Frederick D. Lewis, George C. Schatz, Michael R. Wasielewski (all at Northwestern University), Torsten Fiebig (Boston College) and Alexander L. Burin (Tulane University) are jointly supported for research into the electronic structure of DNA. More specific objectives include the investigation of the nuclear and electronic structure of short, well-defined duplex base pair domains in both the ground and electronically excited states; and investigation of the structural and electronic changes which occur upon the oxidation or reduction of duplex domains. The team will study short stable base pair domains in custom-designed hairpin and dumbbell structures. A wide range of state-of-the-art time-resolved spectroscopic, computational, and structural techniques will be used to probe how the structural changes within DNA are coupled to the properties of excited and ion states within it. Experimental approaches include molecular design and synthesis, spectroscopy, time-resolved transient absorption spectroscopy, time-resolved EPR spectroscopy, molecular dynamics, time-resolved circular dichroism, and electronic structure calculations. David Tiede (Argonne National Laboratory) will also collaborate with the team and bring expertise in time-resolved diffraction techniques.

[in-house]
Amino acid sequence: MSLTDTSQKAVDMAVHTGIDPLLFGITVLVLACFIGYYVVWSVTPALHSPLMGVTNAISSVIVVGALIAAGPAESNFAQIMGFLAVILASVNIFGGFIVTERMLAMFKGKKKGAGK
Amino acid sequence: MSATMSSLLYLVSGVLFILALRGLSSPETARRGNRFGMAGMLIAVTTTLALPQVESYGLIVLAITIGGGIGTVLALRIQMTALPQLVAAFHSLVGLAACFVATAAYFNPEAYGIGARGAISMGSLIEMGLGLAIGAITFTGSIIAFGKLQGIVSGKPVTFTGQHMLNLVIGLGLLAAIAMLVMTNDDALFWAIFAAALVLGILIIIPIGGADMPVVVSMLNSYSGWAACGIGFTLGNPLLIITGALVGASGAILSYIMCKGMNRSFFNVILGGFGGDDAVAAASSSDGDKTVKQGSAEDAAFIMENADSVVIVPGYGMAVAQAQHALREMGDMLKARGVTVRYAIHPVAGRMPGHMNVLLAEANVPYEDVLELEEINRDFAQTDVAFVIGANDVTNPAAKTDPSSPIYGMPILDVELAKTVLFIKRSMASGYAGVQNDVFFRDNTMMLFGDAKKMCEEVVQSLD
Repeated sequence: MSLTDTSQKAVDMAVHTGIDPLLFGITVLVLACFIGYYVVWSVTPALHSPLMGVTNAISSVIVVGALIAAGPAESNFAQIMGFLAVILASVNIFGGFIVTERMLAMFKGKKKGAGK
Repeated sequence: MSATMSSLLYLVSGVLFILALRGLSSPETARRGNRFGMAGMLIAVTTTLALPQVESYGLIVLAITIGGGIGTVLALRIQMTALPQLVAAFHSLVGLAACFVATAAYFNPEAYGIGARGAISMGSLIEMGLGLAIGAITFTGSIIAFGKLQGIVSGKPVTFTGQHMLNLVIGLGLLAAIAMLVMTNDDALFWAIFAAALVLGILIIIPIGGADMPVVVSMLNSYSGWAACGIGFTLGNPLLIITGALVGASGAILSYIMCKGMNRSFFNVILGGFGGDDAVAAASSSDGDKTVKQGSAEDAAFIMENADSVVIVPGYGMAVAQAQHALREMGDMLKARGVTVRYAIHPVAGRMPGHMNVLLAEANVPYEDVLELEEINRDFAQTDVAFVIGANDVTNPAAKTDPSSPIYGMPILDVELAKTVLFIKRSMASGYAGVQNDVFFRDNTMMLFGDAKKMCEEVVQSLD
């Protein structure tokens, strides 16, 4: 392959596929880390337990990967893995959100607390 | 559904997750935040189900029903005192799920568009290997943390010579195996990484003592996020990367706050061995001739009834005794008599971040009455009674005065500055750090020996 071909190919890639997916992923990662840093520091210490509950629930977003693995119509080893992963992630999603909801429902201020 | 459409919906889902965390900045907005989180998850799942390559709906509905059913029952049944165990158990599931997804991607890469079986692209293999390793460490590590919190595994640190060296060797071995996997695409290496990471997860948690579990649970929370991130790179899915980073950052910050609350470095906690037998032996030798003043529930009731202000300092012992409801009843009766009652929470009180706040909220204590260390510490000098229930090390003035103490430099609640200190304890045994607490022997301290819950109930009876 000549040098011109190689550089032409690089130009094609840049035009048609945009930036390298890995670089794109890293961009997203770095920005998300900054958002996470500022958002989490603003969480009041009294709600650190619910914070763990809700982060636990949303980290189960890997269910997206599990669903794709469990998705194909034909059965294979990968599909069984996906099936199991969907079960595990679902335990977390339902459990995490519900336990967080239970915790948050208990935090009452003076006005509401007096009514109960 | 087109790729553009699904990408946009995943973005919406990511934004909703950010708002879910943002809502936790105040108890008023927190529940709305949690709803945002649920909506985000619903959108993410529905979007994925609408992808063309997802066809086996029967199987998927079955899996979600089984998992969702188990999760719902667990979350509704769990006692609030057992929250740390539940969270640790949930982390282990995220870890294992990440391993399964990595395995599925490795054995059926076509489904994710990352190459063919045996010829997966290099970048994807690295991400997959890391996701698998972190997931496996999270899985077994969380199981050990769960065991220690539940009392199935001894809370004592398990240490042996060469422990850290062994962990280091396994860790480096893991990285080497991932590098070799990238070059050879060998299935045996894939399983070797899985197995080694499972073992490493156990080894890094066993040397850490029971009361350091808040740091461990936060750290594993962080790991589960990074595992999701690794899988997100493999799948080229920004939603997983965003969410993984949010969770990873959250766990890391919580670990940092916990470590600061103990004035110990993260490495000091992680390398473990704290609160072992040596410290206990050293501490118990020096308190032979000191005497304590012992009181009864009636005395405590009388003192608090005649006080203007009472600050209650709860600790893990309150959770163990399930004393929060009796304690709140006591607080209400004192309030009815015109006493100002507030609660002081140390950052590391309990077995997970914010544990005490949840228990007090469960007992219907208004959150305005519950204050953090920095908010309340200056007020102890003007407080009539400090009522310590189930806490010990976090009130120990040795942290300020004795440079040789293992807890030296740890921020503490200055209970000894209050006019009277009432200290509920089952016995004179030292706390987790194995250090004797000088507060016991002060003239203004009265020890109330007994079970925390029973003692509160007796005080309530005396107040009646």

The structural and functional integrity of DNA is critical to its role in biology, so that this project will provide fundamental information on how light and chemical agents introduce reactive sites within DNA, which change its structure and potentially alter its function. The anticipated outcomes of this collaboration include elucidation of the properties of neutral and ionized short DNA base-pair domains, training of undergraduate and graduate students in an important interdisciplinary area, and providing a model for interlocking collaboration among investigators with varying experience and in different research environments. This project is supported by the Collaborative Research in Chemistry Program.